Sng clinches Singapore's first women's high jump title since 1965
Michelle clinches Singapore's first women's high jump title since 1965 after successful appeal
Tears flowed freely down her cheeks as she sang the national anthem at the Bukit Jalil Stadium yesterday.
It has been an emotional roller-coaster ride for high jumper Michelle Sng as she waited for the result of a protest lodged by Singapore officials on Thursday night.
In the end, the wait was worth it as an appeals jury awarded a joint-gold medal to Sng in the women's high jump event.
The 30-year-old Singaporean had cleared 1.83 metres with Vietnam's Duong Thi Viet Anh in the final on Thursday night.
The two athletes were initially told by an official that they would be awarded joint-gold medals after both failed to clear 1.86m.
The Straits Times reported that the official then said the competition was over and removed all markers from the track - which jumpers use to pace off the length and angle of their jump - and also the high jump bar.
Sng took off her spikes and also removed the tape from her injured knee.
I didn't really give too much thought to the gold medal... I was very pleased with my performance. High jumper michelle Sng
But another official later came over to tell the athletes that a tie was not allowed, and that there would have to be a jump-off.
Duong managed to clear 1.82m and was awarded the gold medal after Sng failed to do so.
Singapore officials then lodged a protest on Thursday night as they felt asking the athletes to do a jump-off after they had already cooled off was unfair.
Sng also could not re-tape her knee for the jump-off, as jumpers are not allowed to bring tape into the competition area.
LAST GOLD IN 1965
The last Singaporean to win the women's high jump at the biennial Games was Cheong Wai Hing in 1965, when the competition was known as the South-east Asian Peninsular (SEAP)Games.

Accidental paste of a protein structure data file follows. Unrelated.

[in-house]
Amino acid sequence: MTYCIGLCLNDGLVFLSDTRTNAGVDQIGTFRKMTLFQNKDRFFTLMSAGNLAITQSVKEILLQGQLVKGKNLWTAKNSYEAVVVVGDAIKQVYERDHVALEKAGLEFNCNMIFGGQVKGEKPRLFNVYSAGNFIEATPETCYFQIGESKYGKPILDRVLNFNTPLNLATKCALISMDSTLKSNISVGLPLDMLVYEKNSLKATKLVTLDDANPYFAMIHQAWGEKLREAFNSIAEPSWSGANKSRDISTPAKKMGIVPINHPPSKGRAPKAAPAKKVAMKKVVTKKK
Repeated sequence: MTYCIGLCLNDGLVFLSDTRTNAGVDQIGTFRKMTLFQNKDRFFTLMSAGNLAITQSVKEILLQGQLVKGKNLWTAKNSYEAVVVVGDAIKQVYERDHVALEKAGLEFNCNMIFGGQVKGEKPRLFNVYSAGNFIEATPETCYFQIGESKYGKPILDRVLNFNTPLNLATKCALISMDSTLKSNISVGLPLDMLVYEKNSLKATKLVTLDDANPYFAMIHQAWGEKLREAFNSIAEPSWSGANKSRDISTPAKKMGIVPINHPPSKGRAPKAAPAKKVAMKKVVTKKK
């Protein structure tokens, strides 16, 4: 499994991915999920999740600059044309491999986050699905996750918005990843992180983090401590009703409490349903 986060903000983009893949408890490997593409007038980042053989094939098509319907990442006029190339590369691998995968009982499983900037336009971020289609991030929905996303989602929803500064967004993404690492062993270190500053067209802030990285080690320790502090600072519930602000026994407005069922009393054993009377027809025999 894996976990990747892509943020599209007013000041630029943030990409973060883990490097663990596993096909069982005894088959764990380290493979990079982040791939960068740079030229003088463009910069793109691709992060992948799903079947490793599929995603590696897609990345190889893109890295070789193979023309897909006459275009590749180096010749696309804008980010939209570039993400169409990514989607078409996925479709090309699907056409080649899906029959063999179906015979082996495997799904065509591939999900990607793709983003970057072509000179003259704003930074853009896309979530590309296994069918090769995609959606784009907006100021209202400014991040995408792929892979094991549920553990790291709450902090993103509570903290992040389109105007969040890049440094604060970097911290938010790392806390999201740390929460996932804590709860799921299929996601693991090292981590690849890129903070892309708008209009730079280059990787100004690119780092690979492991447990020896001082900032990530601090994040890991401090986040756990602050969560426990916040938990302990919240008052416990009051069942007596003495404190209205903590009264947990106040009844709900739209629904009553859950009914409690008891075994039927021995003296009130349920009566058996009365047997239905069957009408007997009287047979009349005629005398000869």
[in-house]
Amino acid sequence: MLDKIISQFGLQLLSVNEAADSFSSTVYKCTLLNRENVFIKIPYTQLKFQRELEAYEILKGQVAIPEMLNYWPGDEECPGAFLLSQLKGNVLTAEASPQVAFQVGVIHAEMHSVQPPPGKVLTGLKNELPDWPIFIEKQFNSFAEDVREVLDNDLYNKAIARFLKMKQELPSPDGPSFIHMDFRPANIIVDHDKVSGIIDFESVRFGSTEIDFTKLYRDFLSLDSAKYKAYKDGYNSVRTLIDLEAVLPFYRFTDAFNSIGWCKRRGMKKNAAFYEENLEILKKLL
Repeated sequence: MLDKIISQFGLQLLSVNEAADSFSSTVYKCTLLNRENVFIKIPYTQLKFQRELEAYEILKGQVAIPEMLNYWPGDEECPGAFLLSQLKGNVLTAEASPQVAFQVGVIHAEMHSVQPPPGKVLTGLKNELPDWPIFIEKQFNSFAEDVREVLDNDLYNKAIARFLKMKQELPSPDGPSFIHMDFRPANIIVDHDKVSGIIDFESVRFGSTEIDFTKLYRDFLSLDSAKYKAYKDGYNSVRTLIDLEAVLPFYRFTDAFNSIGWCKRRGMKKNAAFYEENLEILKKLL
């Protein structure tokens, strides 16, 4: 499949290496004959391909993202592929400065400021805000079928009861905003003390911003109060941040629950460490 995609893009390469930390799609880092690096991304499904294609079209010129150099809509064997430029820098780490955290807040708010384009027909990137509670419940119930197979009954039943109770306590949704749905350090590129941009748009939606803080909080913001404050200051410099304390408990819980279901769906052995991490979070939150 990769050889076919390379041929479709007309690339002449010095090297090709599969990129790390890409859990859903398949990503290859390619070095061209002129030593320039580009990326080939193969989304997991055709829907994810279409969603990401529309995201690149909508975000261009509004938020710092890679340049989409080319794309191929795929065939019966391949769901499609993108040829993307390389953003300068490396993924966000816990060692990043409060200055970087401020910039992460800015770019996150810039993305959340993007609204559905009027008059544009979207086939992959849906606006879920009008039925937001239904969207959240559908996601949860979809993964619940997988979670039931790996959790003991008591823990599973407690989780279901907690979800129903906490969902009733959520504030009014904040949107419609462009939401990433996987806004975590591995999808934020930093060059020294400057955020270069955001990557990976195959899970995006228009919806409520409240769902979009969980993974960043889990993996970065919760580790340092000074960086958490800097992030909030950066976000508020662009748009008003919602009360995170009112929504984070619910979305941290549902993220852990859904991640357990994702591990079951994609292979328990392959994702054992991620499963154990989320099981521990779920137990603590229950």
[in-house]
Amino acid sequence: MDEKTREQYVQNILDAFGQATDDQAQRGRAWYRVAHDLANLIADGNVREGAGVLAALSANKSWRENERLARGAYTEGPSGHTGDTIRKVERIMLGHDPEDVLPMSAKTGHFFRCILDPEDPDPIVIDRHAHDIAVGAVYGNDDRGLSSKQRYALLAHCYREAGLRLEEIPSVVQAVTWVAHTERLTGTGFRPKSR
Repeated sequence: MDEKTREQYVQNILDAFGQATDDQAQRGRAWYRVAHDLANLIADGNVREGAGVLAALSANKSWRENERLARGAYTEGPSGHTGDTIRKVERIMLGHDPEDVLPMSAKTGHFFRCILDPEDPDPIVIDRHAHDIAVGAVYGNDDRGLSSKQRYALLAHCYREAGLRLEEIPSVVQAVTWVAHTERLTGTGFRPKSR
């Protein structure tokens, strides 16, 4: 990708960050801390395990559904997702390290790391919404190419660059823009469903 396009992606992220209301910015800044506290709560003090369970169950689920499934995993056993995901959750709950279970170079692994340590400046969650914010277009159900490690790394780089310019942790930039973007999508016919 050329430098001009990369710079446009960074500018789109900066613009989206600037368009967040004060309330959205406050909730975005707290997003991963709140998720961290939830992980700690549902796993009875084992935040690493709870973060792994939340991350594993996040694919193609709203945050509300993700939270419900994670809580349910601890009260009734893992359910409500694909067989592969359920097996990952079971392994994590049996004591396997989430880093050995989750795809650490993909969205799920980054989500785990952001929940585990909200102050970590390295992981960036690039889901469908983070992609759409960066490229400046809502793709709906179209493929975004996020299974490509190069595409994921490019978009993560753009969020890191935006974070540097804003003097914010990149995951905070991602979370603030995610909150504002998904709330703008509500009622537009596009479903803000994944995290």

"I didn't really give too much thought to the gold medal... I was very pleased with my performance," Sng, who holds the national record of 1.84m, told The New Paper yesterday.
"My goal was to start the competition - it was here at Bukit Jalil in 2011 where I made the decision to retire, and I hadn't returned until now, so I've come full circle.
"Anything else was a bonus. Obviously, the gold is the cherry on top."
It was also a day to remember for the Republic's women's 4x100m relay team.
The quartet of Wendy Enn, Dipna Lim-Prasad, Shanti Pereira and Nur Izlyn Zaini clocked a new national record of 44.96 seconds in the final, rewriting the previous mark of 45.51sec set at the 2015 Games by Enn, Lim-Prasad, Pereira and Smriti Menon.
Singapore finished fourth, pipped to the bronze medal by the Philippines by just 0.11sec, but the girls still hugged each other after the race, delighted with the new national mark.
Vietnam set a new Games record of 43.88sec (previous record was 44.00sec) en route to winning the gold medal, while Thailand clocked 44.62sec to take silver.
Lim-Prasad, who had set a new record in the women's 400m on Thursday, said: "It's not just about breaking the (national) record, but also going below 45sec, that's a huge milestone for us and, for that, we're all very happy.
"Track and field is mostly an individual sport so we always get very excited in team events.
"We're running for each other and the country, so you dig deeper and you run faster than you normally think you can."
It was a different story for their male counterparts, who competed in the men's 4x100m relay 15 minutes later.
The quartet of Timothee Yap, Hariz Darajit, Ariff Januri and Khairyll Amri could manage only a time of 40.93sec to finish sixth out of seven teams, ahead of Laos (41.64sec).
The national record is 39.24sec set at the 2015 SEA Games in Singapore.
Thailand clocked 38.90sec in a new SEA Games record to win gold, while Indonesia (39.05sec) bagged the silver and the Philippines (39.11sec) took bronze.
With the exception of Yap, the other three are SEA Games debutants.
Said an emotional Yap: "The four of us gave our best - it just wasn't our day.
"Even when Ariff pulled his hamstring, he continued to run, and passed the baton to me... we will come back stronger."
Meanwhile, six-time SEA Games champion Zhang Guirong finished fourth in the women's shot put final with a 13.42m effort, well off her national mark of 18.57m.
Another Singaporean, Du Xian Hui, did not start due to medical reasons.
Indonesia's Eki Febri Ekawati won the gold with 15.39m, while Thai duo Areerat Intadis (15.33m) and Sawitri Thongchao (14.26m) took the silver and bronze respectively.
In the women's pole vault, Singapore's Rachel Yang won the bronze with a height of 3.60m.